Because the switchboard receives so many calls, another goal of the night kollel program is to train additional yungerleit to field the many halacha- related calls that come in on a daily basis.

Rabbi Shaul Reichenberg, senior lecturer of the night kollel program, handles these calls, but in recent weeks there have been just too many calls for one person to handle. Once additional men are trained to field the calls, they will not only assist Rabbi Reichenberg, but also allow the center to expand its switchboard services.

Rabbi Schorr adds that the center's long-term goal is not just to introduce observance of the mitzvos hateluyos bo'oretz to all of the country's residents, but also to make these mitzvos an intrinsic part of their everyday life.

"Many people are under the misconception that these are mitzvos we only have to fulfill when Moshiach comes," he says. "In reality, those who live in Eretz Yisroel confront them on a daily basis, and they need to be knowledgeable about them and fulfill them to the greatest extent possible."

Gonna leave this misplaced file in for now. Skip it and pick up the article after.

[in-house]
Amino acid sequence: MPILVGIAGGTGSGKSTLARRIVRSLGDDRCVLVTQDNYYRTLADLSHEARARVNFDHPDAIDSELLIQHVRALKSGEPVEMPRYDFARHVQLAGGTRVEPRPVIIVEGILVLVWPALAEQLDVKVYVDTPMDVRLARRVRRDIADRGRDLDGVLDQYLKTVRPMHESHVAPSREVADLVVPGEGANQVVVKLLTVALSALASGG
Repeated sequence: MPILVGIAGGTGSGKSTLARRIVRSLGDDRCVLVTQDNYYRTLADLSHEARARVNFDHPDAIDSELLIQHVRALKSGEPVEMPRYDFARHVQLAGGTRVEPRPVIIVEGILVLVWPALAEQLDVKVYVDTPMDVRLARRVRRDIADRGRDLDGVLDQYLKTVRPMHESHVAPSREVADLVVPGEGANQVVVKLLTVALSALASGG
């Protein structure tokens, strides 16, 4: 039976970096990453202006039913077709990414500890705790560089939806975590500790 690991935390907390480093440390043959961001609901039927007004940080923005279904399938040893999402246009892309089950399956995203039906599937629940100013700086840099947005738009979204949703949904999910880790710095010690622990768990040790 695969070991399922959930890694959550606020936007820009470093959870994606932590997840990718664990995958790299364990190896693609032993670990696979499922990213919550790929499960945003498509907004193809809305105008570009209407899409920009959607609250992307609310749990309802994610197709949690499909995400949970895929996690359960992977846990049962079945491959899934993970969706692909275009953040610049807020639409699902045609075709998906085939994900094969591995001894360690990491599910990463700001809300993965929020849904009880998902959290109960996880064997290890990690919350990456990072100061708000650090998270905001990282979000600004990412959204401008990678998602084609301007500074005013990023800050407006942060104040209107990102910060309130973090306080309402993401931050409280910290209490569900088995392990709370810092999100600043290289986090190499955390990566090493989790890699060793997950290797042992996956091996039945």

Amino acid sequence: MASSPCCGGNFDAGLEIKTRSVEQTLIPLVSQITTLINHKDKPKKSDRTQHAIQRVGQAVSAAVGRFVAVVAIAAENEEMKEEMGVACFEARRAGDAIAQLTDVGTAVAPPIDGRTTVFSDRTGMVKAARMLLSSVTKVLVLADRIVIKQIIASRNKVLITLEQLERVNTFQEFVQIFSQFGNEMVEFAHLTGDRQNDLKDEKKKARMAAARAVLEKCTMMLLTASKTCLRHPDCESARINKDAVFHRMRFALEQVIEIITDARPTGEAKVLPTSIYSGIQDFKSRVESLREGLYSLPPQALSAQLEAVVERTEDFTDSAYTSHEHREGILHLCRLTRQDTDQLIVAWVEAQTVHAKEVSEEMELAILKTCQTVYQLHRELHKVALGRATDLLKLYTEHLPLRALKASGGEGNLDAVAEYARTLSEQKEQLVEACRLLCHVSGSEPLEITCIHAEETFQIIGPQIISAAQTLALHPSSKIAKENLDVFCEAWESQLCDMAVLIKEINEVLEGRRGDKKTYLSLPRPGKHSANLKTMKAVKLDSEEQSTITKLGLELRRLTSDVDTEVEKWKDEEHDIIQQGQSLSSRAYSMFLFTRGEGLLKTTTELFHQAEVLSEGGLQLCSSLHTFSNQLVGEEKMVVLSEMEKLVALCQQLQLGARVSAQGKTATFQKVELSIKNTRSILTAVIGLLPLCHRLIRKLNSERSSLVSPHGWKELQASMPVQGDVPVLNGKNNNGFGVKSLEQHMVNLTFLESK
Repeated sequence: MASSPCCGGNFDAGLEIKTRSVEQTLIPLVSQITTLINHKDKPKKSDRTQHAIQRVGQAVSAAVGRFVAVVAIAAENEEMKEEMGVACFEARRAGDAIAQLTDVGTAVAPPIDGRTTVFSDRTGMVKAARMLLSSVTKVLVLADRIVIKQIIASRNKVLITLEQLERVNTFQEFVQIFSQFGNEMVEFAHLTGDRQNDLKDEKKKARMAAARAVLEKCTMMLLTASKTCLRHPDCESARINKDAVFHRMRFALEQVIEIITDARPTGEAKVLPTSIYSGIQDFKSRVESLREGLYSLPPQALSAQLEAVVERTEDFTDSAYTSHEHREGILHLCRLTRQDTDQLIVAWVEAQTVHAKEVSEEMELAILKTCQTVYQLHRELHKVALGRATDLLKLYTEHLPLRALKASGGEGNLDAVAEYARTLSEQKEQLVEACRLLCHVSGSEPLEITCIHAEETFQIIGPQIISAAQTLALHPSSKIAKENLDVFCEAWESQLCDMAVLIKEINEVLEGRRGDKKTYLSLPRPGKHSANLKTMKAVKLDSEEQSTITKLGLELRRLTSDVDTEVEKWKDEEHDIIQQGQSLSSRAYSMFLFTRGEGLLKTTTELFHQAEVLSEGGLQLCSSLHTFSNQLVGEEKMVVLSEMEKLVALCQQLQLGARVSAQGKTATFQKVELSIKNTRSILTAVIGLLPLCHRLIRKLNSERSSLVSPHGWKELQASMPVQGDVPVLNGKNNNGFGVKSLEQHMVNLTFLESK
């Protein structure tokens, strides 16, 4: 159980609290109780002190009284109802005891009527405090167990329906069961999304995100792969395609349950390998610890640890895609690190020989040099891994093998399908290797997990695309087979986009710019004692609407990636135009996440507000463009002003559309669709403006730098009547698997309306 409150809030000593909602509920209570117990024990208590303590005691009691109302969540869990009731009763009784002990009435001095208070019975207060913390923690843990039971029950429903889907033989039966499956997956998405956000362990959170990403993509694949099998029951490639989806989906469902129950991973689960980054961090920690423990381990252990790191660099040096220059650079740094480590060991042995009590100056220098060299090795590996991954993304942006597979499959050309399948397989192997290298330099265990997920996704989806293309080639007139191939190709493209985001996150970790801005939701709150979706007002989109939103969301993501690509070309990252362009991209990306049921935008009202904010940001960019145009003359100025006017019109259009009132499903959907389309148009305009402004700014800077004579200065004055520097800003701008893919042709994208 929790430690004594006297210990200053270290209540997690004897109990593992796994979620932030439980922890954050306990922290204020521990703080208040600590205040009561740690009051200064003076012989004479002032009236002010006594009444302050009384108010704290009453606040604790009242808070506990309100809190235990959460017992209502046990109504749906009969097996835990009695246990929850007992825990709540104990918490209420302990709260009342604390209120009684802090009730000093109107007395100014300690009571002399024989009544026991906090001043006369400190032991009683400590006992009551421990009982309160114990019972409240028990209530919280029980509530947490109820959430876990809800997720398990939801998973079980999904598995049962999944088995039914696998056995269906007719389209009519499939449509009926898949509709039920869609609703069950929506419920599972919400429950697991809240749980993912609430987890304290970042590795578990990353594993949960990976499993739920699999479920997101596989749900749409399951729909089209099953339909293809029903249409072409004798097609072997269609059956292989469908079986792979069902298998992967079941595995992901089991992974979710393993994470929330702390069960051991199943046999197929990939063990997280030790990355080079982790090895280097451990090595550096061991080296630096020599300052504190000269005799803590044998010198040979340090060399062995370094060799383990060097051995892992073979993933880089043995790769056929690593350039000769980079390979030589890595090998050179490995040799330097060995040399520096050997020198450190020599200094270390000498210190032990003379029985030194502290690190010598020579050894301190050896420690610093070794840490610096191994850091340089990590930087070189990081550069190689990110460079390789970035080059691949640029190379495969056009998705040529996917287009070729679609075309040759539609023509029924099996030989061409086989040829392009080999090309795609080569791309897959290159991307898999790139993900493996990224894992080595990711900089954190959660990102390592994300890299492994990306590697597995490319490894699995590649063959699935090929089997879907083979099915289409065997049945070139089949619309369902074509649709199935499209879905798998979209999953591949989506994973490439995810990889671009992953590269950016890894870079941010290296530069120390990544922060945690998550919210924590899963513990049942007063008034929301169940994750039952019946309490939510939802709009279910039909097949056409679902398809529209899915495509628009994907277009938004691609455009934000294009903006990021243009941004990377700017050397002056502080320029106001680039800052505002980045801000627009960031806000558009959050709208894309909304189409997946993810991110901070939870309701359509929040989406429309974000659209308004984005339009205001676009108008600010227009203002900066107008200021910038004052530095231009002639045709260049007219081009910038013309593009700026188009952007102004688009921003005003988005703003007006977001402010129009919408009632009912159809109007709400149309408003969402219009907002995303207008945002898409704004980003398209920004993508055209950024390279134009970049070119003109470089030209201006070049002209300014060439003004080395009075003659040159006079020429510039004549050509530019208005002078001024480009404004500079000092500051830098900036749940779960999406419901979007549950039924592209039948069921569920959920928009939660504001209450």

Our Most Effective Weapon

With Israel's security -- or lack of it -- likely to become a major issue in the coming months, you can expect to hear more than one nonreligious Jew charge that religious Jews should not be exempt from army duty, especially when the country is in a weakened state.

Any well-trained yeshiva student could easily tell that nonreligious Jew that by learning, yeshiva students are doing a lot more than the soldiers to protect Eretz Yisroel.

And now, Rabbi Efrati explains that by learning about the mitzvos hateluyos bo'oretz and sharing that knowledge with others, they are doing more than ever.

"Although any kind of learning increases our merit and enables us to live in Eretz Yisroel," says Rabbi Efrati, "according to the Chazon Ish, as well as the Chofetz Chaim, our most effective weapons are the mitzvos hateluyos bo'oretz."

If the center achieves its ambitious objectives of spreading the word about these mitzvos and teaching people throughout the country how to observe them, soon we may not need to rely only on guns, early-warning systems or so-called peace treaties to bring real peace to Eretz Yisroel.